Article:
E3 2012: Ubisoft heads to the frontier with Assassin's Creed III
- — 04 June, 2012 19:53
Gamers will be able to explore American history this October in a brand new way, courtesy of Ubisoft's Montreal development studio. Set against the backdrop of the American Revolution in the late 18th century, Assassin's Creed III introduces a new hero, Connor, of Native American and English heritage. At E3 this year, Ubisoft is offering players a deeper look into the role the frontier will play in this massive game. Alex Hutchinson, creative director on Assassin's Creed III, talks about what's in store in this walk through history in this exclusive interview.
Game On: What's new with Assassin's Creed III at E3?
Alex Hutchinson: There's a lot of new stuff. I think the biggest thing for us is that new character, new setting, new time period. So it's a perfect opportunity for new players to get into the franchise if they haven't before, and hopefully we're going to pay off the investment in a lot of the old-school fans as well.
What are you showing off from the game's frontier gameplay?
We're doing a deep dive into the frontier, which is a great place to show off Connor's new navigation moves. It was important for us to make a character who was as capable in a wilderness environment of trees, cliffs, rivers and streams as previous assassins were in cities. It's also a good way to show weather like snow, which is an important gameplay ingredient. We're also showing animals like deer and wolves, as well as some of the new crowd life and a lot of new assassination moves.
How open is this game's world?
We really wanted it to be as flexible and open as we could possibly make it, so we didn't want to restrict fights to only flat ground. The combat system works on uneven terrain. We wanted organic shapes and cliffs, instead of having perfectly rigid, evenly divided areas. We have cliffs that are really natural formations. And you can assassinate on the run now. You can switch weapons, grab weapons on the fly and keep going. Hopefully, someone will make a video on YouTube and we'll see someone finish the entire game without ever stopping. That would be amazing.
How much choice will players have within the frontier when engaging enemies at the fort, for example?
We also wanted to go back a little bit in time and look at the core concepts that we thought made Assassins Creed an amazing franchise. We had the benefit of a few extra years to work on this game, so we looked at how fighting and navigation and stealth works. We also looked at things that were great in AC 1 that might have gotten lost along the way. And there were great story elements in AC 2, so we tried to take the best of all of these games and put that into AC 3. Choice was a top priority. A lot of our assassinations have multiple paths. You have a moment when you get to survey the environment and pick how you want to go in, so we're really trying to let people play their own way more.
There's multipath, but also multitasking available through all these mini quests. How does that work?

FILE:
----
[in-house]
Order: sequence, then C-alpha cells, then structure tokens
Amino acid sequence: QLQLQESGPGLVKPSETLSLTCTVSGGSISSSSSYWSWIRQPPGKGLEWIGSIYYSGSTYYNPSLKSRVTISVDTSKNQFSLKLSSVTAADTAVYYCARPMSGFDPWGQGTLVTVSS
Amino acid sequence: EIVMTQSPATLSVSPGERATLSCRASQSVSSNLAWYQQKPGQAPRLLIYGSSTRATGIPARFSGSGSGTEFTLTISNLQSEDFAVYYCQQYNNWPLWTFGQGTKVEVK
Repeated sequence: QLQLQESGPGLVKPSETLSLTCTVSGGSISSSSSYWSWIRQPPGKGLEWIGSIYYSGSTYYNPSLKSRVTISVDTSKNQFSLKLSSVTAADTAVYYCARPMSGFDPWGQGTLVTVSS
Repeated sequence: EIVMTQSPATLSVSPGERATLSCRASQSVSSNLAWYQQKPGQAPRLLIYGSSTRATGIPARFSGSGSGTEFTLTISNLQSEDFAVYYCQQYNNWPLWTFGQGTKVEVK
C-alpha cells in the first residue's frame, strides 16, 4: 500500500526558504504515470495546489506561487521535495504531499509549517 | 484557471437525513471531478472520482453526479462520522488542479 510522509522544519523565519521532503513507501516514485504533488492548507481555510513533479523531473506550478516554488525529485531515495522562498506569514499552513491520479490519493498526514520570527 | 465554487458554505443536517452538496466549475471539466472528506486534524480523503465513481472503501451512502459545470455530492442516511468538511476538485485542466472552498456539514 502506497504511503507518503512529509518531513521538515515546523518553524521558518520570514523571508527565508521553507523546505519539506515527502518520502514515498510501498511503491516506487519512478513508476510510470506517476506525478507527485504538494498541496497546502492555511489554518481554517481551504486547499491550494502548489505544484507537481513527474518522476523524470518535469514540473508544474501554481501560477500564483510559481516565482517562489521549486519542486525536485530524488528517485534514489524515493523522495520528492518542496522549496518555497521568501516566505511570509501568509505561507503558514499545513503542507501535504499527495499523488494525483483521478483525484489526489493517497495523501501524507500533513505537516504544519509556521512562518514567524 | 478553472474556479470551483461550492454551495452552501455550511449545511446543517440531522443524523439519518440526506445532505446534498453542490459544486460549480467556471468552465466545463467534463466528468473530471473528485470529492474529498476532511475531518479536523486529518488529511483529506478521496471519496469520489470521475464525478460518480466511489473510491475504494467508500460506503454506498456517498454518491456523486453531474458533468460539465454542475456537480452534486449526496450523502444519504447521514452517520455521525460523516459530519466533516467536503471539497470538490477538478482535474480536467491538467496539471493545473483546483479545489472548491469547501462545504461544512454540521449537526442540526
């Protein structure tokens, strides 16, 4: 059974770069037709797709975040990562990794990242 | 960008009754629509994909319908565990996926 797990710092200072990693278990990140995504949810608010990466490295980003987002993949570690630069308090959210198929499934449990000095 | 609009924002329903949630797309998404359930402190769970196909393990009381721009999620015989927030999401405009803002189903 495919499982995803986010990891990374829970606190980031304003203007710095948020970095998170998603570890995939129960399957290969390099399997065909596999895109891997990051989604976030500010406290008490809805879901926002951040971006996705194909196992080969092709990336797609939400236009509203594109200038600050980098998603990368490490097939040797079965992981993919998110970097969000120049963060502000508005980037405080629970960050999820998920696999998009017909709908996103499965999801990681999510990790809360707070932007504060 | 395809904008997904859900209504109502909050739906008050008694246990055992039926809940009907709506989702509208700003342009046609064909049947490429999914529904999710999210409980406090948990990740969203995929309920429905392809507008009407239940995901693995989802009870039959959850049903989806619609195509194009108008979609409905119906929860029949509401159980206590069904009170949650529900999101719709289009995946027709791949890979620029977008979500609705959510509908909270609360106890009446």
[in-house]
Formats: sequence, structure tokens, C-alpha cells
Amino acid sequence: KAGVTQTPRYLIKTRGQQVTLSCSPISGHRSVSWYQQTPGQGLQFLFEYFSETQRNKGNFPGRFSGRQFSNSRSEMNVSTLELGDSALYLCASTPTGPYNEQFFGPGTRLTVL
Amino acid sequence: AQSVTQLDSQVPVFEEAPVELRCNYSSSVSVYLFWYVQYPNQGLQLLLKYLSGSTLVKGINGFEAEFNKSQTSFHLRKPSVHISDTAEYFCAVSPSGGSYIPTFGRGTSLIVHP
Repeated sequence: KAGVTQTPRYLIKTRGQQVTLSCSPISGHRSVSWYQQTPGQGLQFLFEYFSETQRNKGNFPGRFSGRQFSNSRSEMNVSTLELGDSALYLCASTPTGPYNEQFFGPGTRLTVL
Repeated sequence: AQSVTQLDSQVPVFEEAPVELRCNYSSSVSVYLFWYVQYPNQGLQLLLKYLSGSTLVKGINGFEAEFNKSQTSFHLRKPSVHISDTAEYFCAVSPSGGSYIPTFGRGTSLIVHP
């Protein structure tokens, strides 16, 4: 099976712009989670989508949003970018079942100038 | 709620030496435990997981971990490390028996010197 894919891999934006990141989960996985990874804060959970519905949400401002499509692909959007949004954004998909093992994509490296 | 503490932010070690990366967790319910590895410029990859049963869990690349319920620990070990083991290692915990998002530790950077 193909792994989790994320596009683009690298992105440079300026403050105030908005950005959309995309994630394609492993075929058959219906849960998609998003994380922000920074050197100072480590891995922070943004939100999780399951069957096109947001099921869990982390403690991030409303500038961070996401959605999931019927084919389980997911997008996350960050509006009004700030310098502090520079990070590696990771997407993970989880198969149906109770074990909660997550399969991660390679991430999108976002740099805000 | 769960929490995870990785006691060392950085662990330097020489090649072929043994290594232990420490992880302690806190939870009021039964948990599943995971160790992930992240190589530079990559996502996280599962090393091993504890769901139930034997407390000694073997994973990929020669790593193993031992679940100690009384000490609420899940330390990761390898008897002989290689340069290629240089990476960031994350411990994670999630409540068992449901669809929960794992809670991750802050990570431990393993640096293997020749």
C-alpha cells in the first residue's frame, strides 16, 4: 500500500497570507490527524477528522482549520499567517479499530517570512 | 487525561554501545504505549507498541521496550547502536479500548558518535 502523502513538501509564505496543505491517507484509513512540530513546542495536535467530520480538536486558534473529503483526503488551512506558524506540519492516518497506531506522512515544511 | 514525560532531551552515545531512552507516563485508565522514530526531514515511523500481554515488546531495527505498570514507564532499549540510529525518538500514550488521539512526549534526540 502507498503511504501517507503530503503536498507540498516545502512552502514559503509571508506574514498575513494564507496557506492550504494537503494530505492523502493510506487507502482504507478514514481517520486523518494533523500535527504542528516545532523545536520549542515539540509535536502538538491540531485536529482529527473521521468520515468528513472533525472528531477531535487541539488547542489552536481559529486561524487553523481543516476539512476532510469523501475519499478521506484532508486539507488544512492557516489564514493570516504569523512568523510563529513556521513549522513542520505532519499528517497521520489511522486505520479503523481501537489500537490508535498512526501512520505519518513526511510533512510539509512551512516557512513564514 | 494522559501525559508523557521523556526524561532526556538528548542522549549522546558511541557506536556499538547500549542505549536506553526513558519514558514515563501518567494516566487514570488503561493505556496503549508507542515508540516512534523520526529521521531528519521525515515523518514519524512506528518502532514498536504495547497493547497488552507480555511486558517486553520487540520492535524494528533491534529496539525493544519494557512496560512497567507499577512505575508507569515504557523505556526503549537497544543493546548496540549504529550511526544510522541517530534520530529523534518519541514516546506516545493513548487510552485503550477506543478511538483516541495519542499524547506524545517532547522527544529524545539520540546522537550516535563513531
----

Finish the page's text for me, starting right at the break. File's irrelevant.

You can also accumulate side tasks along the way. Someone might be in need of food, which encourages you to go hunting. Other people might be in need of your assistance in delivering objects. There are all kinds of little things you can get involved in along the way. We hope the players multitask with their main quest. So once you've accumulated a bunch of tasks to do in the frontier, when you get a mission that takes you there you might go and hunt a bear or shoot wolves since you're there anyway.
When it comes to shooting and hunting, what weapons will Connor have available?
In the new combat system you always have a tool equipped because even though there are guns, they're all terrible guns. They're all one-shot pistols. We didn't want you fumbling with the UI or changing weapons all the time. You can fluidly move between your close combat weapons and your tools and back and forth. We hope there's a lot of choice in player expression.
Can you give us an example of how historical events like the Battle of Bunker Hill will fit into what people experience when they're playing the game?
Historically, I think it's a blessing and a curse in that we have more information about this period than any of the other periods we've tackled. We know where the founding fathers were almost hourly through the entirety of the revolution, so we can be very specific about some things. There are a lot of moments in the game like Bunker Hill, where you're present at these big historical events that we're trying very hard to recreate as accurately as possible, but obviously you have a side activity there. You're not there to fight the Battle of Bunker Hill. You're there to assassinate a man.
How do historical characters figure into the storyline that you're telling?
The lead writer told me that 80 percent of the main characters in the game are now historical people that you can actually look up online, if you so desire. You're always meeting people who have their own agenda. Obviously, the famous people are usually involved in winning the revolution, but they always have other things they need you to do, or they're interested in what you're doing, or may be at odds with you.
What can people learn about history from playing this game?
Hopefully, you'll see a different side to the Founding Fathers and the history of the country and best of all what the country looked like in the 18th Century. You know the maps of Boston and New York are one-to-three scale replicas of the street level of those cities in that period based on the maps that we dug up. The architecture is super-accurate to the Dutch districts in New York, the paving over of Canal Street. All these things are as accurate as we could make them. It's a very interesting place to walk around, especially for an American audience.